Certain experiences we look forward to time after time with the same enthusiasm we had for them in the beginning. Other experiences are just so spectacular and awe inspiring that we don’t really need to repeat them, like climbing to Mount Everest’s summit and trekking Machu Picchu. These are the things that we’re desperate to find ways to drop into conversations to make our friends jealous, and rightly so. Some people only do them once in their lives. Most, never at all!
1. Orangutan spotting in Borneo
Borneo is one of just two places in the world where you can get the chance to see orangutans in the wild. These highly intelligent creatures are endangered and their numbers are diminishing, so many who visit Borneo’s tropical landscape opt to see semi-wild orangutans in one of many rehabilitation centres like Sepilok instead.
2. Climbing Mount Everest
If you’ve ever met someone who has made it to the summit of Mount Everest, it’s likely that they haven’t returned there since. Not only is it an extreme physical undertaking, with many people investing months of rigorous training, but it’s also an overwhelming experience mentally. Many liken the feeling to Stendhal Syndrome, which causes dizziness, confusion and even hallucinations at the sight of something of extreme beauty.
3. Fjord cruising in New Zealand
New Zealand’s Fjordland encompasses a vast area of jagged peaks, emerald forest encrusted rock faces and azure waters which draws in divers, hikers and casual spectators on boats. Unsurprisingly, Fjordland National Park has World Heritage status, and, while visiting you can look out for little blue penguins – the world’s smallest!
4. Going on safari in Tanzania
A safari in Tanzania means traversing the Serengeti, the site of one of the most spectacular mass migrations of wildebeest and zebras in the world. It’s no wonder this area is on so many bucket lists. You’ll pass rivers filled with bathing hippos and vast plains of grazing bovines all against a stunning volcanic backdrop. It’s the stuff of dreams.
5. Trekking Machu Picchu
If you’ve ever been to Machu Picchu, you’re probably the only person you know who has. An official trip to this Incan ruin needs planning at least six months before arrival if you’re visiting in high season, so it’s not the kind of thing that can be done often. It’s safe to say that very few people outside of Peruvian mountain dwellers have visited the breathtaking 15th-century site more than once.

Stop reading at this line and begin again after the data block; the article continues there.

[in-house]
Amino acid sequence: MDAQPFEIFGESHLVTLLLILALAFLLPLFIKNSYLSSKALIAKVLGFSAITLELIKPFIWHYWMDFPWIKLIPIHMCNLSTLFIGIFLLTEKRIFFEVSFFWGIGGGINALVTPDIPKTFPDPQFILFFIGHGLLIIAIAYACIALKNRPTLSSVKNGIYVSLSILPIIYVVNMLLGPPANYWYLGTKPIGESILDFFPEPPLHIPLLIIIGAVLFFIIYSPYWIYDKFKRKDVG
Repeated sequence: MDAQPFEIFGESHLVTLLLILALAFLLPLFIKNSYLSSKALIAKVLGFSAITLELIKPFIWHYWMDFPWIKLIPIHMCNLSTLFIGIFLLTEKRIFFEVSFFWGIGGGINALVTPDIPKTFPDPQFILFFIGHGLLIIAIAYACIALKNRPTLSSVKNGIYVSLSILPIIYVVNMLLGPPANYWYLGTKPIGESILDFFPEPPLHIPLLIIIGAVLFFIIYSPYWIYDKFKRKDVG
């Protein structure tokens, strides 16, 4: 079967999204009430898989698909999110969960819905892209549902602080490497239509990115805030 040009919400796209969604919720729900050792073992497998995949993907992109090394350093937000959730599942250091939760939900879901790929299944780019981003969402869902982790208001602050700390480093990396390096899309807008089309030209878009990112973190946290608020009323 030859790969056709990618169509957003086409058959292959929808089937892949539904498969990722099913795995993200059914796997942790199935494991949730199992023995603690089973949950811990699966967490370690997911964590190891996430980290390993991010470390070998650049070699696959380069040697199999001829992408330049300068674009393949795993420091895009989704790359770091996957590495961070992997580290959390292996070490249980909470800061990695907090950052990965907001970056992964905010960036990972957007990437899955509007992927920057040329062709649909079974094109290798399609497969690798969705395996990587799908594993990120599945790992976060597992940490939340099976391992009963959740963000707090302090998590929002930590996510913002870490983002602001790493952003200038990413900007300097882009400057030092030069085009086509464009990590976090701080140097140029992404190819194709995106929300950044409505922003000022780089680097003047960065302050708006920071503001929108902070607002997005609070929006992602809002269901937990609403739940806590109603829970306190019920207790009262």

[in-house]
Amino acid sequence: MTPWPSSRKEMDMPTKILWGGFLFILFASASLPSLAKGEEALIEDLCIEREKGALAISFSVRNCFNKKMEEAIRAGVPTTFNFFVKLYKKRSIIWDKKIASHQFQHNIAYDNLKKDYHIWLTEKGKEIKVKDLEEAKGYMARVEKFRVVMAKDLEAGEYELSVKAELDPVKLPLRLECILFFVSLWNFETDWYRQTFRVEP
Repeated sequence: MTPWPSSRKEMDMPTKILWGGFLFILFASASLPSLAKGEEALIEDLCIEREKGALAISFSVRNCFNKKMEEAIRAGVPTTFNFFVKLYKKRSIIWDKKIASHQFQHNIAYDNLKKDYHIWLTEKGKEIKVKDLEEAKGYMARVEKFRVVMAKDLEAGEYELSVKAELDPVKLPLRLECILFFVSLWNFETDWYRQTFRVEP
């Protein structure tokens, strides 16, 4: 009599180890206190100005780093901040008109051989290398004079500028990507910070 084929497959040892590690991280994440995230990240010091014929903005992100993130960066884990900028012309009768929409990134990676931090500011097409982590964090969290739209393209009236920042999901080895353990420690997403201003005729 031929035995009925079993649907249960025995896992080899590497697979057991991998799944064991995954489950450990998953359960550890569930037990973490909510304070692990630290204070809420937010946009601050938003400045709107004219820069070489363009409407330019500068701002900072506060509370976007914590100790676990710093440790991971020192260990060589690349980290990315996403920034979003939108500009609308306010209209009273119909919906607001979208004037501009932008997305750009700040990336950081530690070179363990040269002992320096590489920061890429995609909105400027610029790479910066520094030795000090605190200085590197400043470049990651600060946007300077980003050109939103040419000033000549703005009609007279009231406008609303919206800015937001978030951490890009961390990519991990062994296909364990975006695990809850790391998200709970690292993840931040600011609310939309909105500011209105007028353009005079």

6. Snorkelling in the Maldives
That these reef-encircled islands are a diver’s paradise is no exaggeration. The clue is in the name after all. A trip to these jade green blots in the Indian Ocean usually involves sunbathing on bleached white sands and snorkelling with the likes of turtles, eagle rays and even whale sharks!
7. Staying in a Lapland ice hotel
The idea for ice-sculpted accommodation is based on the ancient Inuit technique of igloo building. These hotels are temporary and have to be rebuilt every year, and many of them make use of beautiful multi-coloured lighting to illuminate the ice. Everything is made of the stuff too, even the beds. But don’t worry – you’ll have layers upon layers of fur and blankets to keep you snug.
8. Skiing on Mount Fuji
When we think of Japan, among some of the things that spring to mind are cosplay, love hotels and sushi. Skiing? Not so much, but you can take to the slopes in this quirky Land of the Rising Sun, and on the prodigious Mount Fuji no less! A two-hour drive from Tokyo will take you to the active volcano, which is home to two ski resorts: Snow Town Yeti and Fujiten.
9. Bathing in Pamukkale
The surreal, other-worldly Pamukkale colours the hillside white and aquamarine with its staircase of natural mineral-rich infinity pools. Its name translates to Cotton Castle, and visitors have bathed in its hot springs for thousands of years. It’s now a protected site, and one that draws in a vast number of tourists each year.
10. Seeing giant tortoises in the Galapagos Islands
Visiting the Galapagos requires great deal of research if you want to find the best deal. Visitors are searched upon arrival and departure and must purchase a permit to enter the volcanic archipelago. But after all that, you’ll be exposed to a breathtaking array of wildlife. The giant tortoises found here can live for more than 100 years to and reach a weight of 65 stones! These amazing creatures can’t be found anywhere else in the world.